Interviewer: What is the politics behind Asian theatre in Britain particularly?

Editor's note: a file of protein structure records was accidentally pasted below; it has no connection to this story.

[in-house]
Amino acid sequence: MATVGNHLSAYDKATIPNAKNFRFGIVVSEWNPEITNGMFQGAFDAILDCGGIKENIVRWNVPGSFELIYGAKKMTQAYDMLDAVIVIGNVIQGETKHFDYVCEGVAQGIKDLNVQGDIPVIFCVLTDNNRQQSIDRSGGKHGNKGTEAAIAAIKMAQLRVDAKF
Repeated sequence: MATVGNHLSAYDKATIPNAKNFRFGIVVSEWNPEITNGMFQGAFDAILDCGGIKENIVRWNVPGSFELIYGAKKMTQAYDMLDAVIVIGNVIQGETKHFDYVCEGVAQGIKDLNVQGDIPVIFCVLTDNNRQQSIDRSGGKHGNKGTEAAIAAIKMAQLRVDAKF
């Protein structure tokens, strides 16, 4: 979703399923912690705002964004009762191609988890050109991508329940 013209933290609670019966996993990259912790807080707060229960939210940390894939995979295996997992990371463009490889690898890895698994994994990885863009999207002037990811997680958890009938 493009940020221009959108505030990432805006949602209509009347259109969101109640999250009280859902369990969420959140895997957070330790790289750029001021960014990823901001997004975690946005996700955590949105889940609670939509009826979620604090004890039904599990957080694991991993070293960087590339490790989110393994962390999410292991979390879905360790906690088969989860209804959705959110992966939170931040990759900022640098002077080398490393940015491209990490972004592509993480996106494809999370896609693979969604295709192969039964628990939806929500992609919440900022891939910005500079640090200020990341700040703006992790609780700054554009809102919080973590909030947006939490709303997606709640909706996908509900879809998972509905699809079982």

Jatinder: I think the politics really of Asian theatre stems from a report written in 1976 called ' The Art Britain Ignores' . This is Naseem Khan' s seminal report which established a case for public subsidy to extend to ethnic minorities who were also practising the arts. I think 30 years on, that impulse has not lessened the need to recognise the arts that are happening, if you like, on the fringes of the mainstream. We are using different terms, we are now talking about accessing, making theatre accessible to communities that may not be accessing theatre. The terms differ over the years, but the impulse remains, I think, very clear. From that the politics is two-fold. One side of it is the need to integrate these varieties of voices and imaginations into if you like, the great British mainstream. That' s sort of one side of it. The other side of it is a phrase that a journalist in the late 70' s used, called ' Finding a Voice' . I think that that is an impulse that' s there in every generation exacerbated perhaps in the post-war period when it happens also to be an immigrant generation. Then the need to find your own voice is made more acute because you don' t see the voice around you, as a general voice, general part of the theatre fabric, since we' re talking about the theatre. So I think that those are the two sorts of impulses, political impulses behind it. And it seems to me that that project has not only not lessened, rather that political imperative has not lessened in three decades, but perhaps has become more acute. Ironically that in some ways, by the kinds of policies pursued by the State in terms of positive support for ethnic minorities in the arts. Ironically it seems to me that we are pretty close to having established two tiers of arts in the country. So, kind of cultural separatism is, I think, just about discernable in the country. It' s not formalised. But it seems to me, the best way to illustrate this is that several years ago I asked a theatre reviewer from one of our major dailies why he came to see the work of companies like us. In other words what I asked him was that, does he come because it' s this particular company, it' s a work that he knows, likes the work and so on, or does he come because its an Asian company, it' s a Black company, it' s an ethnic minority company. Now bearing in mind this is a reviewer who had seen by now about 10 different productions of ours, and he was the only one honest enough to admit that actually he comes because it' s black work. My art is immaterial in this. I could be doing trashy work, in terms of aesthetically trashy work. I could be doing aesthetically stunning work, it makes no difference. Only thing that' s important is how is it ethnically, and therefore politically significant. That was a salutary lesson or insight. And I' m not sure if I were to ask the same question of reviewers today, that that impulse would have changed much.